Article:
The defendant also claimed to CDCA PTS that, with respect to his use of drugs and alcohol, he tried marijuana once when he was about 16 years old.
In fact, the Government’s investigation has revealed that the defendant had a long-time substance abuse problem in the past, and that he was a regular user of alcohol, cocaine, and methamphetamine, among other drugs, during that period.
And contrary to the defendant’s assertion that he earns only €3,000 per month at OneCoin Ltd., the Government’s evidence indicates that even when he was serving in the capacity as Ruja’s personal assistant, he earned as much as €10,000 to €20,000 a month in salary.
Gee, I wonder why none of Konstantin’s supporters brought any of this up in their letters?
The DOJ cites the sentence Ignatov is facing as a reason to flee.
Given the massive loss amount associated with the OneCoin scheme, the applicable Guidelines sentence associated with the single wire-fraud conspiracy count … is equivalent to the statutory maximum sentence on that count, 20 years’ imprisonment, even considering a reduction of three levels under Section 3E1.1 were the defendant to plead guilty.
Yep. It seems even if Ignatov strikes a plea bargain, he’ll still be facing twenty years in prison.
Moreover, as it has already informed the defendant, the Government will very likely supersede the Information with additional charges, including one or more money laundering offenses, resulting in a significantly higher applicable Guidelines sentence.
Thus, the defendant has every reason to take advantage of the massive OneCoin-generated wealth at his disposal to violate any conditions set by the Court in order to flee prosecution to Germany, the UAE, or elsewhere, where he will be safe from extradition.
And finally, the DOJ also addresses the elephant in the room (no pun intended);
The factors above would be more than sufficient to support a finding that no conditions would reasonably assure the defendant’s appearance in this case.
But here, the Court has an unprecedented additional reason to deny this defendant bail.
The defendant’s own sister, Ruja, herself successfully staged a total disappearance almost immediately after sealed charges were filed against her by the United States, a fact left entirely unaddressed by the defendant in his Bail Letter.
The Government’s investigation revealed that Ruja and other OneCoin principals acquired unauthorized access to otherwise confidential information regarding law enforcement operations.
Shortly after her indictment under seal in the U.S. on October 12, 2017, Ruja departed Bulgaria, not to emerge publicly again.
The Government’s investigation has revealed the Ruja had an escape plan all along in case of trouble with the authorities.
A September 2016 message chain between Ruja and the second founder of OneCoin regarding Ruja’s concerns about being arrested when travelling through the Frankfurt airport demonstrate that the defendant was himself aware of that plan. (“If [something] happens. My brother knows what to do and will inform you.”)
Moreover, the February 2018 power of attorney form found on the defendant’s laptop establishes that—contrary to the claims that he made during his post-arrest statement—the defendant has in fact communicated with Ruja since her October 2017 disappearance.
In short, this is not a case where the Court need merely speculate about the possibility of the defendant’s flight were he to be released.
There is ample evidence that as operators of a massive international fraud scheme that raked in billions of dollars in criminal proceeds, members of the defendant’s family actually have the resources and wherewithal to mount an international escape plan.
One interesting aspect of Konstantin’s potential release the DOJ brings up is the likely “false narrative” it would create.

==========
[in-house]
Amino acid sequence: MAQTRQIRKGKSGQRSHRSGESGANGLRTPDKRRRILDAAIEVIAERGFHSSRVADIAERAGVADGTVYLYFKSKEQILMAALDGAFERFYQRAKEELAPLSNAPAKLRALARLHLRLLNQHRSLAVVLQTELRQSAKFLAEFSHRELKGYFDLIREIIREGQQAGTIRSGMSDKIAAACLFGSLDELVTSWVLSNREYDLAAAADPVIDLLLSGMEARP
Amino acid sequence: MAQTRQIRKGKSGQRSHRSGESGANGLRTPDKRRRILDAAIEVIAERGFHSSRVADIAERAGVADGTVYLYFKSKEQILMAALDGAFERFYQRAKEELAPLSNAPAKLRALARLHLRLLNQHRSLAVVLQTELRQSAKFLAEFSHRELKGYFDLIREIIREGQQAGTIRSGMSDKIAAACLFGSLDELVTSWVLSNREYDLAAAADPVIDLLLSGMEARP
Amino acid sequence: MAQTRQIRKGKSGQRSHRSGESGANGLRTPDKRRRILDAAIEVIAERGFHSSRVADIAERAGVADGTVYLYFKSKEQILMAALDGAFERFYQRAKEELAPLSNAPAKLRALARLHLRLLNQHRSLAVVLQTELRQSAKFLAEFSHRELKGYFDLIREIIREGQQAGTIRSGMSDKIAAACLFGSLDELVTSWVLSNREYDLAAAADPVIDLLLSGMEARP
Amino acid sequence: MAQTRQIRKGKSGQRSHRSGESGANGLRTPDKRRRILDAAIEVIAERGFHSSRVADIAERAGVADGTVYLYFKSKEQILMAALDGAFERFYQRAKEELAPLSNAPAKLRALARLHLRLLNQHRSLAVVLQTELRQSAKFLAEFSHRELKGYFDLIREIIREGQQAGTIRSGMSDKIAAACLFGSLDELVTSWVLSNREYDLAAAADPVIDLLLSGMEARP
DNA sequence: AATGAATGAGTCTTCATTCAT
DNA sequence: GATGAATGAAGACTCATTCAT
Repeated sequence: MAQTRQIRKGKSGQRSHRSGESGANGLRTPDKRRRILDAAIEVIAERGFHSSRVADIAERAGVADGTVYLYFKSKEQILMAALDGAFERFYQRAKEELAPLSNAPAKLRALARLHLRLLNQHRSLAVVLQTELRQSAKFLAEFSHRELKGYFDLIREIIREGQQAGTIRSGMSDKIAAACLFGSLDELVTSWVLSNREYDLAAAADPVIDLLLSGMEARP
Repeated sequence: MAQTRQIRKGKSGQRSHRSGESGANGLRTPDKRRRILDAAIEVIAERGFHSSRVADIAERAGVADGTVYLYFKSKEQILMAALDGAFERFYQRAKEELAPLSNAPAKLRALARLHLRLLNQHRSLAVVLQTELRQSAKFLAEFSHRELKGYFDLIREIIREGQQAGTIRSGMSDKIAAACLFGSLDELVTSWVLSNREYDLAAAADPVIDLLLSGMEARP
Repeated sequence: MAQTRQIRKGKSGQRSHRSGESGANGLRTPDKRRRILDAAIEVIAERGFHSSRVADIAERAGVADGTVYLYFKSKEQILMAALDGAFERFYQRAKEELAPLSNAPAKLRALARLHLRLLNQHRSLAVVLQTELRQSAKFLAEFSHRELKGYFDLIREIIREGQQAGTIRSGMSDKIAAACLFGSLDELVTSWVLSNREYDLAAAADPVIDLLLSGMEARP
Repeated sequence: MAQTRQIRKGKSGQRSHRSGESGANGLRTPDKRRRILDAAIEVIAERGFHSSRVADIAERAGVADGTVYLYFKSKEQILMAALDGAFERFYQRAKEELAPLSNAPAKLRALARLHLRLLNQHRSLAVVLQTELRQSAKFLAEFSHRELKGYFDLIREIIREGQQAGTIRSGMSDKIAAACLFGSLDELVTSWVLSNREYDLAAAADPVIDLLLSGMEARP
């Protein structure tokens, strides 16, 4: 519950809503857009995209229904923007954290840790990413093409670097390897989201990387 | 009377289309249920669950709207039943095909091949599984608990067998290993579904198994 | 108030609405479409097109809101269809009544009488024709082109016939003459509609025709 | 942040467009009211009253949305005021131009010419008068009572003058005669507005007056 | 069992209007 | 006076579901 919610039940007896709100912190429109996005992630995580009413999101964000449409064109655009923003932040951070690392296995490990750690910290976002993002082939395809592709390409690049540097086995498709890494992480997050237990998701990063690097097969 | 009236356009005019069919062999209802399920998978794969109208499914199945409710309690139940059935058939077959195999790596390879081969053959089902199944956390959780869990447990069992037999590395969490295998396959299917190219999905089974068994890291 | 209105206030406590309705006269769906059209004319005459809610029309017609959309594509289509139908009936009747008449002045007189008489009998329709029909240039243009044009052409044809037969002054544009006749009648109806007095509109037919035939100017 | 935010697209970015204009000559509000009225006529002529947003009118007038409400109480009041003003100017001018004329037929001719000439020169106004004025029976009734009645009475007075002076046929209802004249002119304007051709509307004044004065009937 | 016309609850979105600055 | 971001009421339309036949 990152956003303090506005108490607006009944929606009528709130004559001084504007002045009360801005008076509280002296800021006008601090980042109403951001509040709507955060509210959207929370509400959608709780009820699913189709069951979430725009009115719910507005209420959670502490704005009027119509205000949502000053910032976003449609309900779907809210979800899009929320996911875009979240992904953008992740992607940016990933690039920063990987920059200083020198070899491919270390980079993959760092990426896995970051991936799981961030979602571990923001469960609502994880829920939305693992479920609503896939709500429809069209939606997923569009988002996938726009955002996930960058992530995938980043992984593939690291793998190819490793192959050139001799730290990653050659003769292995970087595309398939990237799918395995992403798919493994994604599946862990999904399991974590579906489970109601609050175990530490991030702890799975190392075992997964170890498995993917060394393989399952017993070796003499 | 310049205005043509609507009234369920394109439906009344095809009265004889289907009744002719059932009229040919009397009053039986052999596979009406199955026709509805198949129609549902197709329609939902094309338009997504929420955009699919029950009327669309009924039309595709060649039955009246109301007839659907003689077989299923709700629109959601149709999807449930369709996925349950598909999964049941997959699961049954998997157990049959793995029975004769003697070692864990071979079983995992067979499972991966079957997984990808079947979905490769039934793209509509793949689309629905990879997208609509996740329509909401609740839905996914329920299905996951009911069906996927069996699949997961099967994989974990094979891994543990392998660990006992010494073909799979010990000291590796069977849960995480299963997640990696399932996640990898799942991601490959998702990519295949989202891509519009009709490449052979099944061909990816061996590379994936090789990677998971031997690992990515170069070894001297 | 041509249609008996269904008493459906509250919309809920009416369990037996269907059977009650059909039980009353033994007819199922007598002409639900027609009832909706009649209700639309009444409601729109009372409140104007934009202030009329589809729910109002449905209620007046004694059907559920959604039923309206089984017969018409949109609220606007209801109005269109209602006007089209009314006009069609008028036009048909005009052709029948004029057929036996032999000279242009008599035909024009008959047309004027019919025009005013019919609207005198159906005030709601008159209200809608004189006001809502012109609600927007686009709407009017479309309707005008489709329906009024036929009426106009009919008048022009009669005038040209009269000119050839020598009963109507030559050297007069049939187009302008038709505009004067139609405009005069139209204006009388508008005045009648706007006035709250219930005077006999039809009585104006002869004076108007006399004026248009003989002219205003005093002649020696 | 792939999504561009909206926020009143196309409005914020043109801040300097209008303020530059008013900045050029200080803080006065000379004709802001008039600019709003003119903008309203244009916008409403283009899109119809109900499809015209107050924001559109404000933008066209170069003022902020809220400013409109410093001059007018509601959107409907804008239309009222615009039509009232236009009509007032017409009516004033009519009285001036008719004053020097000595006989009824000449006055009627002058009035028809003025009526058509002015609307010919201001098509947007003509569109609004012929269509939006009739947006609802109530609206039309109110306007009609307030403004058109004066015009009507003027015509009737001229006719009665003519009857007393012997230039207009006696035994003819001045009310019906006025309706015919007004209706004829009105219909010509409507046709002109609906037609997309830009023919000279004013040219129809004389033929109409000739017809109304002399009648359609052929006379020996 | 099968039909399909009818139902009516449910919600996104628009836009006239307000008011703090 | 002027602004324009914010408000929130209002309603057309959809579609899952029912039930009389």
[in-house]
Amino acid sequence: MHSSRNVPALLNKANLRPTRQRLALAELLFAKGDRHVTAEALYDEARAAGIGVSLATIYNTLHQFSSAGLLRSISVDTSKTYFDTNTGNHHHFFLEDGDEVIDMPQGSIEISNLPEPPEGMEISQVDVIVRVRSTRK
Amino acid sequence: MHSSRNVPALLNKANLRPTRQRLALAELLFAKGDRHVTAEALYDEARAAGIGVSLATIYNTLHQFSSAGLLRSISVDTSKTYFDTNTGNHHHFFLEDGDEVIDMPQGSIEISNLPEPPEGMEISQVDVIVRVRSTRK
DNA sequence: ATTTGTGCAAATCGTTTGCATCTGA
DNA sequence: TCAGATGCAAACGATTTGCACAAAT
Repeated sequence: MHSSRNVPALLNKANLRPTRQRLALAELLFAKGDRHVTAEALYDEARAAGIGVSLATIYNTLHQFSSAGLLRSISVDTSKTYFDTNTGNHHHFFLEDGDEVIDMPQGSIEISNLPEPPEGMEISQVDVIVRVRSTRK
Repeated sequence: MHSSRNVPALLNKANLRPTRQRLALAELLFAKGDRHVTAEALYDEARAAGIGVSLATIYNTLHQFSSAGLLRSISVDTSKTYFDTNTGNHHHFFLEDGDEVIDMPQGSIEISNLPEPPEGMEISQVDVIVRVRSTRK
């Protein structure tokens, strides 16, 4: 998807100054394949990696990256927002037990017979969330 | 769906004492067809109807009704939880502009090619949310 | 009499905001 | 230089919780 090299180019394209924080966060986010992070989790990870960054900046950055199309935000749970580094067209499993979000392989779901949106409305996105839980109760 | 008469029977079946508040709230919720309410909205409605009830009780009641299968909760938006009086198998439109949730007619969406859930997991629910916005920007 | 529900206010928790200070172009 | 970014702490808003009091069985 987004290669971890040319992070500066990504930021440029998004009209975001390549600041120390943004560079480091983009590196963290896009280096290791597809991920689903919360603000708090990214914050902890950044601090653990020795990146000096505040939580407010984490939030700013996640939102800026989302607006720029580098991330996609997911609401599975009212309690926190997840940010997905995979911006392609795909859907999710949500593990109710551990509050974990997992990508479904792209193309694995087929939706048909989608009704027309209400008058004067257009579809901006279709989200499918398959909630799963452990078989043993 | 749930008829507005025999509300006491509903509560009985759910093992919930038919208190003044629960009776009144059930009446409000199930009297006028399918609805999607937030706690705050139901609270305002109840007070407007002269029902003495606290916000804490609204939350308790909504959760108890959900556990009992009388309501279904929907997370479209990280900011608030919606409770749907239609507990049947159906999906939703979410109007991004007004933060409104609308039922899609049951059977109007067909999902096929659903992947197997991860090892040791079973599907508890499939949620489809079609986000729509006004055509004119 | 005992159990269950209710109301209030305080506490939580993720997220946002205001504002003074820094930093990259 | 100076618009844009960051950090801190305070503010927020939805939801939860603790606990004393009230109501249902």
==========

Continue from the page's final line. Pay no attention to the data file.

Here at BehindMLM we, along with our readers, have been debunking OneCoin’s false narratives since 2015.
Citing potential harm to consumers, the DOJ quotes a statement issued by Denis Murdoch in relation to Konstantin’s arrest.
Arthur was brought on to work on OneCoin’s DealShaker platform, which the DOJ alleges has defrauded “thousands of victims” out of “tens of millions of dollars”.
Immediately after the defendant’s arrest on the Complaint, OneCoin Ltd. issued a press release incorrectly stating that “Mr. Ignatov has not been formally charged with a crime”.
Moreover, in early June 2019, OneCoin issued a press release claiming that a Swedish investigation into OneCoin was closed;
the release ended with the following statement:
“We sure hope the fact that all allegations against OneCoin in Sweden have dropped serves as an example to the public that there are many rumors, circulating online, and they should definitely be disregarded.”
The defendant’s efforts to further expand OneCoin’s business in the United States just before he was arrested in March 2019 and OneCoin Ltd.’s efforts to cast doubt on the charges as
the fraud scheme continues to operate suggests that the defendant’s release would seriously jeopardize the economic safety of the community.
Even under strict bail conditions, the defendant could surreptitiously continue his marketing efforts in support of OneCoin Ltd., especially with cooperative monitoring guards.
Moreover, the very fact of his release, would likely further embolden OneCoin Ltd. and its promoters, providing fodder for a false narrative to additional victims that the defendant and OneCoin have been exonerated.
Accordingly, the Court should also detain the defendant on the ground that no series of conditions would protect against ongoing economic danger to the community.
That part in bold I certainly have to agree with. One need only look to Facebook or Igor Krnic’s OneCoin forum for abundant examples of false narratives being pushed.
It is quite amazing how paranoid the US financial elite are about OC.
this is shown by the way they are reacting to K`s bail petition. “public danger” – what absolute nonsense.
with ankle bracelet and GPS monitoring, there is no way K can go to the toilet without the authorities knowing about it.
no, this is clearly an intimidation tactic. if US banking elite thinks they can stop OC they are dead wrong.
That was from just a few hours ago.
All in all the DOJ has presented a pretty convincing response to Ignatov’s pre-trial release motion.
The parties are currently scheduled to square off at a hearing sometime later today (June 28th in the US).
I can’t guarantee we’ll have an update for you before the weekend but we’ll certainly keep our eyes peeled.
Update 29th June 2019 – Konstantin Ignatov has been denied pre-trial release.